Checking Freeman's Pools first, the signs weren't terribly good with still no sign of any young oystercatchers on the island - the adults were being very active in seeing off passing gulls and crows, so hopefully there are well-hidden chicks somewhere on there.
I could only find a lone adult little ringed plover, so unless a late clutch is being sat on somewhere it doesn't look like a productive year for this species (I didn't find any LRPs anywhere else in the Aldcliffe area despite a thorough search).
The trio of mute swan cygnets were still all present and accompanying both attentive parents. Similarly the two coot broods seemed to be doing reasonably well.
A male and female tufted duck were acting very much like a breeding pair, with the duck in particular spending quite a bit of time hidden away in the reeds - a late second nesting attempt following a failure elsewhere? We'll see.
Reed buntings and sedge warblers were busy feeding growing young in the waterside vegetation.
In the maize fields one pair of oystercatchers was escorting a single sizable chick, but I couldn't spot any young lapwings in the furrows.
A tractor soon came along and commenced spraying the emergent maize (and of course any wee birds that might be in the way) with some herbicide / insecticide forcing the oystecatcher family to flee toward the Wildfowlers' Pools.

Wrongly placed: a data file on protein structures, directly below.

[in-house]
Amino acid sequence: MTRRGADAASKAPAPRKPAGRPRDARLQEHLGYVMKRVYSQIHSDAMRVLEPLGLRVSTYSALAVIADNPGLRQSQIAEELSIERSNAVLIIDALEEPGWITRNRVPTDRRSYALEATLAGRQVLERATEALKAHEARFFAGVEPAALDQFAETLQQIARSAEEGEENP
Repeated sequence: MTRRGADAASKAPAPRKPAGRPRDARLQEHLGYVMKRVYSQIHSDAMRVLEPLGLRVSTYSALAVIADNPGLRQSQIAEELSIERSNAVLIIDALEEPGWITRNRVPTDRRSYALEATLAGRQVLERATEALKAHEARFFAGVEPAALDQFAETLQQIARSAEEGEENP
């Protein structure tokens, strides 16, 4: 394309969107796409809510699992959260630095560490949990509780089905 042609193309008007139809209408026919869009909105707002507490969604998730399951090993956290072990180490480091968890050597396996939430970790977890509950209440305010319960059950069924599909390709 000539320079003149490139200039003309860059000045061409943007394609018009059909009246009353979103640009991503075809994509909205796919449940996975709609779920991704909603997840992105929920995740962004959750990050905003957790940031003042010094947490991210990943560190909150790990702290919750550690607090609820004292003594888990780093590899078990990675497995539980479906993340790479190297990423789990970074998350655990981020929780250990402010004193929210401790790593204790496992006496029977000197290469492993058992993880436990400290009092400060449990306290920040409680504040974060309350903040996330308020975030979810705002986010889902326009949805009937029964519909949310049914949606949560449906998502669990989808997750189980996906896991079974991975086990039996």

I did see some fluffy little lapwing chicks dashing about by the pools and a pair of very agitated redshank implied that they too had chicks nearby.
A kestrel was hunting over the area, and a sparrowhawk upset the local swallows and house martins as it barreled along the cycletrack-side hedgerow.
The marsh was pretty quiet, other than a few more redshank and a couple of singing skylarks.
Scanning through the 850ish large gulls loafing on the riverbank, I couldn't find anything interesting among them. Suddenly the gulls went into panic mode, rising noisily into the air. I looked around for the culprit and soon spotted a large female peregrine in pursuit if a woodpigeon. The pigeon did a very good job of evading capture - to a point. That is, until it got whacked, spectacularly by the master hunter.
Later in the day when the sun really came out, I returned to Aldcliffe again; this time for a dragonfly hunt. I didn't find much, but did at least come across my first broad-bodied chasers on the patch this year. A pair were at Freeman's Pools, where a female was busy ovipositing.
All around the pools there were loads of common blue damselflies and good numbers of blue-tailed damselflies and I even managed a snap of the latter. All being well, the first emperor dragonflies will be appearing any time now along with common darters and such.
An early evening visit yesterday failed to produce anything much of note bar a pair of grey partridge in the usual field. I couldn't see any chicks but, it's possible they were hidden in the grass.
I'm just hoping for a hobby or something even more exciting... after all, with singing greenish warbler and white-spotted bluethroat in the county in recent days who knows what's out there waiting to be found?